Monday, July 7, 2008

quality & art 15: digital fabrication 3

crystal skull, british museum

let's face it, fellow visual artists: digital fabrication is one of many upcoming technological developments that will shake the paradigms of art...without changing the essence of art, but with farreaching consequences for artists' practice, income, distribution etcetera.

will these technological developments help us? i should say so, on many levels. but i see drawbacks too. these drawbacks have to do especially with what i perceive as the proliferating superficiality of professional' imagery. some possible reasons for this that i see are:

1. new technology brings previously difficult to master technical "visual art" effects into the reach of everyone. this encourages people to produce many otherwise shallow images with these effects, where previously these types of images were only produced by artists with a deep technical but also deep artistic development.
2. the new (digital) generation of professional imagery-makers for the general public (advertisements, video clips, movies) pays more attention to the technological effects, than to the deepening of the imagery itself. therefore the images are often of a shaming cliché nature, covered by a predictable sauce of technical/digital effects.
3. superficial doll-like perfection', in other words, to cover mediocre visual ideas. a nice(?) example of this is the absolutely ridiculous crystal skull' which is used in the latest indiana jones movie (indiana jones and the kingdom of the crystal skull). the thing is so obviously made out of some sort of plastic, it is truly amazing that a movie with such a budget for digital/technical effects cannot even achieve anything close to a crystal skull. and, even more ominous, few seems to notice...! although: see here [it is interesting to note that there are hardly any pictures on the internet of the skull-prop used, it seems the movie company is aware of the fakeness the prop radiates. wouldn't it be interesting if in the meantime they had a crystal skull made...to counter further criticism. it also strikes me that digital fabrication would be a nice way to produce such a fake-looking skull from real crystal...] and oh yes, another interesting thing: there are many old' crystal skulls in archeology...so far all have been found to be 19th/20th century fakes, as far as i can make out from the internet. at least they look like they're made of crystal - probably because they are.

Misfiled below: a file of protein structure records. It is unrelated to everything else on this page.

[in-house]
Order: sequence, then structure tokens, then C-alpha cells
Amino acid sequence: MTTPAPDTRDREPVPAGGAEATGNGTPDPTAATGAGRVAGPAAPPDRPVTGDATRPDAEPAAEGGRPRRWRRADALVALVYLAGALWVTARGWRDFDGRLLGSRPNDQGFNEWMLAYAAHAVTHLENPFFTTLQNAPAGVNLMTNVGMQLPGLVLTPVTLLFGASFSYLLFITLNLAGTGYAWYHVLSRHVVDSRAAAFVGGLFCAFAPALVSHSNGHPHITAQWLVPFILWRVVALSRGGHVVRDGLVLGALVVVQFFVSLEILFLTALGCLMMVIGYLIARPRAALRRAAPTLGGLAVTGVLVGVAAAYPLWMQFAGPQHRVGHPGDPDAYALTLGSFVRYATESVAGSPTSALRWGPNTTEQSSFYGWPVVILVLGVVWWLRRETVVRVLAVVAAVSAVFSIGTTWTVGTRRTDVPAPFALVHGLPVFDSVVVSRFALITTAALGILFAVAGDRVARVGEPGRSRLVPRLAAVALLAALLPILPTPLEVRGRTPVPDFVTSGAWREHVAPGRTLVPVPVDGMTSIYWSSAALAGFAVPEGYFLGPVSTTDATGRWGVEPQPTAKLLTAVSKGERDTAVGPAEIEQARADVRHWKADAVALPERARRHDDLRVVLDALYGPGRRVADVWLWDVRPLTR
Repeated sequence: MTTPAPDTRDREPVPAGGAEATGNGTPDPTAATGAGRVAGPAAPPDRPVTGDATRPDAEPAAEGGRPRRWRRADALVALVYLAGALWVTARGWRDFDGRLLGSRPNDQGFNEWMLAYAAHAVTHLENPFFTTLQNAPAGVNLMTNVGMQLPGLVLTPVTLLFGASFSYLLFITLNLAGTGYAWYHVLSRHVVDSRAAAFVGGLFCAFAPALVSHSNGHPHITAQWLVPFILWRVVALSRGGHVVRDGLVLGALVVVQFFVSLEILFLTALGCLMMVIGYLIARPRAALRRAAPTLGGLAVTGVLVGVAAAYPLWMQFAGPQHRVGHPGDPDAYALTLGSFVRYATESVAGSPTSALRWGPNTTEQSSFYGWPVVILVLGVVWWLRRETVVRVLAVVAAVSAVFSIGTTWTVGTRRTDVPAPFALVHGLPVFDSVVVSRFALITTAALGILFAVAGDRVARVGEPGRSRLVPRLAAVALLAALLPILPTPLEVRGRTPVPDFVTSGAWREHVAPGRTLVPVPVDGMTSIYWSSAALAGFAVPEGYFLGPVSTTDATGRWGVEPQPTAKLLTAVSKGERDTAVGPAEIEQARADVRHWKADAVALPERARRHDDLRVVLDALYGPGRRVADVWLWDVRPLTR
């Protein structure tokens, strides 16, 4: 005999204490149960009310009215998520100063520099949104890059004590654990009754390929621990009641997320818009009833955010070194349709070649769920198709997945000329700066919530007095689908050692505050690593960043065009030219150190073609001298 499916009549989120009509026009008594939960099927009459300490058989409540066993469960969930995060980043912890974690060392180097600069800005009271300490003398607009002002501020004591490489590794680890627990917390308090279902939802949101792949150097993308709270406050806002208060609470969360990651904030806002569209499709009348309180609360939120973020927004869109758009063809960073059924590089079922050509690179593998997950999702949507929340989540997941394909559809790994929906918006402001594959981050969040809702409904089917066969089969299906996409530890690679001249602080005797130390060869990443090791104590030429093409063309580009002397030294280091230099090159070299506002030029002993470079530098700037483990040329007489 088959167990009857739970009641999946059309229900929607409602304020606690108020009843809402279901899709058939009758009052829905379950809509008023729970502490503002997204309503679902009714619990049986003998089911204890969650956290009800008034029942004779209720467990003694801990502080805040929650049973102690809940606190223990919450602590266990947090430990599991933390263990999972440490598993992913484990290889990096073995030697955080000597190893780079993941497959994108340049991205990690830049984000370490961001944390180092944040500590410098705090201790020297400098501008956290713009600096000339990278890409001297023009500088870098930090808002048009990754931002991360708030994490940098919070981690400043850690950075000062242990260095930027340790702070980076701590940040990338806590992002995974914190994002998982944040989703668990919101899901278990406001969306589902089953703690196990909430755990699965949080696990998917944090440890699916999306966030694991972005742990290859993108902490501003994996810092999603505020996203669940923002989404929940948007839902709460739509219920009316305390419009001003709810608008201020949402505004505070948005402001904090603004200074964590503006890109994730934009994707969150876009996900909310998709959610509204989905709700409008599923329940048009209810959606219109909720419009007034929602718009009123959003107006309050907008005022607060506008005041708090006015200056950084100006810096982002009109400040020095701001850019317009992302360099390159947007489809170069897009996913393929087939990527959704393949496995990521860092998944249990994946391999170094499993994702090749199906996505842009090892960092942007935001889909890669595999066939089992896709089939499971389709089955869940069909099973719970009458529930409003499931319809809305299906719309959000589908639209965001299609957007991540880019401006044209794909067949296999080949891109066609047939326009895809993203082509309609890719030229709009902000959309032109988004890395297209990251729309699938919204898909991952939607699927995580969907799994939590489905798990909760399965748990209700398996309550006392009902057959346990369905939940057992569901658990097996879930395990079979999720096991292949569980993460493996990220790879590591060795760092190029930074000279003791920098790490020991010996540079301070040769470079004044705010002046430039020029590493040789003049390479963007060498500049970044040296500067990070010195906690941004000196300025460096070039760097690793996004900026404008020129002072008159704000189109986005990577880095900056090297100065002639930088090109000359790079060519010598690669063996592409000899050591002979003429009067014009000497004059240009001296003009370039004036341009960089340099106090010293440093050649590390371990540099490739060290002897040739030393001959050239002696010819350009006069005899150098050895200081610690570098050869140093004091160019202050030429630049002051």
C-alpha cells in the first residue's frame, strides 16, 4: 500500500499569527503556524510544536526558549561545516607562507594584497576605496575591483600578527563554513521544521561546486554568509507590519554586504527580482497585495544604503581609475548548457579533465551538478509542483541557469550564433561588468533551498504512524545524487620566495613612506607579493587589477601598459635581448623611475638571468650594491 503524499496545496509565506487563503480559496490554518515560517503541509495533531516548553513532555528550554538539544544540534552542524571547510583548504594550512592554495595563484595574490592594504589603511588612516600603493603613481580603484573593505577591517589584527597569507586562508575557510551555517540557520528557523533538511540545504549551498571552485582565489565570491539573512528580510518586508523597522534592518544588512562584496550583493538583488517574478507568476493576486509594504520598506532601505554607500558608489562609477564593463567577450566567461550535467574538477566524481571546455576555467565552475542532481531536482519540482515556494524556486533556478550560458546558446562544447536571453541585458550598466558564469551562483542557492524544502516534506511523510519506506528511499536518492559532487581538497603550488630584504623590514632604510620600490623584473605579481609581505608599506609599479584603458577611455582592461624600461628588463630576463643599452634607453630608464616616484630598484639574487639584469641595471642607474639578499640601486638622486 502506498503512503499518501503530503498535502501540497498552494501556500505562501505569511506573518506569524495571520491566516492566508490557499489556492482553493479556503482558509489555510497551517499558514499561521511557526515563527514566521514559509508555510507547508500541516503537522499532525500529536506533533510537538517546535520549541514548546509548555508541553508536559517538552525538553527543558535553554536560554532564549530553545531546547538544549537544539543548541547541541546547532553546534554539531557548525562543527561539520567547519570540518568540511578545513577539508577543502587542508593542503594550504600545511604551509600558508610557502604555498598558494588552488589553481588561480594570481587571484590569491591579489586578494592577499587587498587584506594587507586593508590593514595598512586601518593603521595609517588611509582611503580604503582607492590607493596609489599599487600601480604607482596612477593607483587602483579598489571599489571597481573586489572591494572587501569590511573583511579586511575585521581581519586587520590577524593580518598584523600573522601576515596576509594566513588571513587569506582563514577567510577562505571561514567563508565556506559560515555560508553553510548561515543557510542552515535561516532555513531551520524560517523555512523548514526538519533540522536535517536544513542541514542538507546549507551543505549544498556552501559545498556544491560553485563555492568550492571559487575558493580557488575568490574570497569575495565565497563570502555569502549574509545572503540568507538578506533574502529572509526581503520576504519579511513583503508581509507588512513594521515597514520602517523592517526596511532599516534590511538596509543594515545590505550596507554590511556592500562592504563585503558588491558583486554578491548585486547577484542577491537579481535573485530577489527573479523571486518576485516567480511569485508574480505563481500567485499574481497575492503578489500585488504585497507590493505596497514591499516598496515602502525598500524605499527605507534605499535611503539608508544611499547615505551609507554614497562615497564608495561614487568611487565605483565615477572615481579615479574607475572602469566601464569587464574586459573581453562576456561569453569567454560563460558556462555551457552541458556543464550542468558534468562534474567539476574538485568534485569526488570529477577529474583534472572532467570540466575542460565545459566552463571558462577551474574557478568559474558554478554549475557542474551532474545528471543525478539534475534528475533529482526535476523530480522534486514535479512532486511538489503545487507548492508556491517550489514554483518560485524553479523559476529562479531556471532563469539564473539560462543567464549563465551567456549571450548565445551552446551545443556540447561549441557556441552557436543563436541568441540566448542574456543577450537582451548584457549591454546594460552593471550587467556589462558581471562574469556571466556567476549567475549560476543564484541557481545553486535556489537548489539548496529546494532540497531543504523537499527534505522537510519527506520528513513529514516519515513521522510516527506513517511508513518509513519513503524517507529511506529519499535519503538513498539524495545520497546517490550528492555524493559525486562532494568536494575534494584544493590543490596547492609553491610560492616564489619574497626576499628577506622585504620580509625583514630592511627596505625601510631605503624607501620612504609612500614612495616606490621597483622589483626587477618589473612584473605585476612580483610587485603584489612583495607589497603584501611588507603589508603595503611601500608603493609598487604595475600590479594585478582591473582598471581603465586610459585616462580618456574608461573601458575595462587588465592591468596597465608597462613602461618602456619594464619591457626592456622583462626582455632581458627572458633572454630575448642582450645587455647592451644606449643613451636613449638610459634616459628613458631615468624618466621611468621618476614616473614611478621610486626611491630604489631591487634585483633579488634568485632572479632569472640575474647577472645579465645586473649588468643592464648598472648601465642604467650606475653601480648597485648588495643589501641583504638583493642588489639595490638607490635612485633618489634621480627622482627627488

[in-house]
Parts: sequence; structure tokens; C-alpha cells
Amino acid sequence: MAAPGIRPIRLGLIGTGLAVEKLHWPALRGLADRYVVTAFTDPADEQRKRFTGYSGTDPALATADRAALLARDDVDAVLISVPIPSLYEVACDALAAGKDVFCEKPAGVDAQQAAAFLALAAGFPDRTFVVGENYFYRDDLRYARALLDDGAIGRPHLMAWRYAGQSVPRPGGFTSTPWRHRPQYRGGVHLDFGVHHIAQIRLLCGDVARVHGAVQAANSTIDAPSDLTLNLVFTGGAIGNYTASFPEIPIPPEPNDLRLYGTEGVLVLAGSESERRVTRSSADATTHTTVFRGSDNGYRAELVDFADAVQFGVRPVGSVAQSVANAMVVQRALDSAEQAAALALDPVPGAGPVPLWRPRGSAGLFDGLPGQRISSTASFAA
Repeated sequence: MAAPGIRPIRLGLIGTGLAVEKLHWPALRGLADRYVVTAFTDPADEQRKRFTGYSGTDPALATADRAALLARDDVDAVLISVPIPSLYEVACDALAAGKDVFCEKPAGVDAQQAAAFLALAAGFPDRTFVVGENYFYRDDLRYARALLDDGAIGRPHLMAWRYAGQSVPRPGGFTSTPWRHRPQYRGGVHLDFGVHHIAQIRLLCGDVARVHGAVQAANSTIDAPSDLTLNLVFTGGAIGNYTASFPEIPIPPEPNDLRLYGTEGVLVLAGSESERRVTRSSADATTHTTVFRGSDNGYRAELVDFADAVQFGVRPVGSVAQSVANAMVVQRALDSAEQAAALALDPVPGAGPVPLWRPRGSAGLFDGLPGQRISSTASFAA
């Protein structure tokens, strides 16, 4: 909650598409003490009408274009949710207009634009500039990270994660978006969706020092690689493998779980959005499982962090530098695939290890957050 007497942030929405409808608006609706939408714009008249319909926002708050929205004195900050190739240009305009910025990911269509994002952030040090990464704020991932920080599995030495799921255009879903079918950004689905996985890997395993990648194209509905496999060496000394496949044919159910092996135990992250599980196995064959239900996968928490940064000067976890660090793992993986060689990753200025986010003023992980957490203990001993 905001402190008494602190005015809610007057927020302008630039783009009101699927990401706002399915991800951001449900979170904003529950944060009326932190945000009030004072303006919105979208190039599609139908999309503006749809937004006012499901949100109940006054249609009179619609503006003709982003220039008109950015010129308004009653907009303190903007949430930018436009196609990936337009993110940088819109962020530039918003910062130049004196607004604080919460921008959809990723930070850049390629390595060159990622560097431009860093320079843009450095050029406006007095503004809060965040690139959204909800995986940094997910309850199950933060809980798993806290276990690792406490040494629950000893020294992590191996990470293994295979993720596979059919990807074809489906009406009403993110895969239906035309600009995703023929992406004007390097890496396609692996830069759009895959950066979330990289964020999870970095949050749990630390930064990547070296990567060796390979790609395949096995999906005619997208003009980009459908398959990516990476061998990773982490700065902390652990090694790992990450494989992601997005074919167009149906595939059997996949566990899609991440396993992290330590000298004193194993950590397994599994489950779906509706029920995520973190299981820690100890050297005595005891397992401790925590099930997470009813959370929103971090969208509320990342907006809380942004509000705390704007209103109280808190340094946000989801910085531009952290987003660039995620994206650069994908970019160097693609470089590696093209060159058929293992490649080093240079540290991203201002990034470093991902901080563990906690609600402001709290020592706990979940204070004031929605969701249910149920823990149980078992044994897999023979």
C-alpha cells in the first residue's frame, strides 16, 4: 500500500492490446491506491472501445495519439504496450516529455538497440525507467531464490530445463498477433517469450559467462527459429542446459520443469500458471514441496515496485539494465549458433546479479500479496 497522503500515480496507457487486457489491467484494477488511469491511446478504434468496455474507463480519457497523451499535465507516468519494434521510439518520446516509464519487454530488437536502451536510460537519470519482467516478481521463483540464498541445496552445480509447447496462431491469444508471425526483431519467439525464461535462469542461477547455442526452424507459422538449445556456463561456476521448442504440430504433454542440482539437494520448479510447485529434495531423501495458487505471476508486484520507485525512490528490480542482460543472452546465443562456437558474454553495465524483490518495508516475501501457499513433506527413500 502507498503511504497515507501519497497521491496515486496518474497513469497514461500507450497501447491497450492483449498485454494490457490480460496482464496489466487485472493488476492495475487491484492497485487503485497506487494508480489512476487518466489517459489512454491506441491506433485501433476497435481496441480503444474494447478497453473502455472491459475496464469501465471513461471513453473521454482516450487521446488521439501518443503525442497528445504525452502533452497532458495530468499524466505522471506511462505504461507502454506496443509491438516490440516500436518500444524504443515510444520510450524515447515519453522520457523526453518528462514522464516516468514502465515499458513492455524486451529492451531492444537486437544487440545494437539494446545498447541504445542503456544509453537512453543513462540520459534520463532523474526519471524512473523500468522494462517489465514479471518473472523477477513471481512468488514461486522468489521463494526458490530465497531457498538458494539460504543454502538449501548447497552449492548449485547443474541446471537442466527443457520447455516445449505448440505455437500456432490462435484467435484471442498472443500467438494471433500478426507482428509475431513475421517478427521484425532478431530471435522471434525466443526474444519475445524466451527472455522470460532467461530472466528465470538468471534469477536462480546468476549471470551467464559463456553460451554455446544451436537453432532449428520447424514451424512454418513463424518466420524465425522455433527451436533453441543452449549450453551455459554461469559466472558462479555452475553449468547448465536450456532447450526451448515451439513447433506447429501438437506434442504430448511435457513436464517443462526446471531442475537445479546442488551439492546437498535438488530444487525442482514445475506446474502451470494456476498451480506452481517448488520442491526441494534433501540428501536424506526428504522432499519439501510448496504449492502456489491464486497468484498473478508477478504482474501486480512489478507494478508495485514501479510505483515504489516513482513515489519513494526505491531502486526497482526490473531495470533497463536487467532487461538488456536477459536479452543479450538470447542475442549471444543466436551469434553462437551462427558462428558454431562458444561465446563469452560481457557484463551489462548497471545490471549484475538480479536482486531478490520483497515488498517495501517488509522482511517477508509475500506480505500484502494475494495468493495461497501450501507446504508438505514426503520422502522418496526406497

well, in order not to become too pessimistic, even with the above drawbacks, i can see some sort of parallel with the music world. if digital fabrication becomes widespread reality, then artists will have more ways to realize their ideas, more ways to develop their art. also, the artworks themselves become reproducible, bringing them into the home of anyone wishing to pay a modest sum for the digital blueprint (or copying the blueprint from a friend...).

will my house not become overfull? will any visual artist be able to still generate enough income? will the market be swamped by mona lisas, davids, jeff koons's [wow, these are easy to produce yourself, just click `enlarge' on the blueprint of your home china figurines]? i don't know.

i just wish i had a digital fabricator the size of a large barn...but i will settle for a digital painting machine / paintprinter (yes, a machine that really paints, but which is controlled digitally, although i would definitely need a paintpad / digital canvas and a digital brush, perhaps even real paint, i don't know how to solve the kinesthetic problems).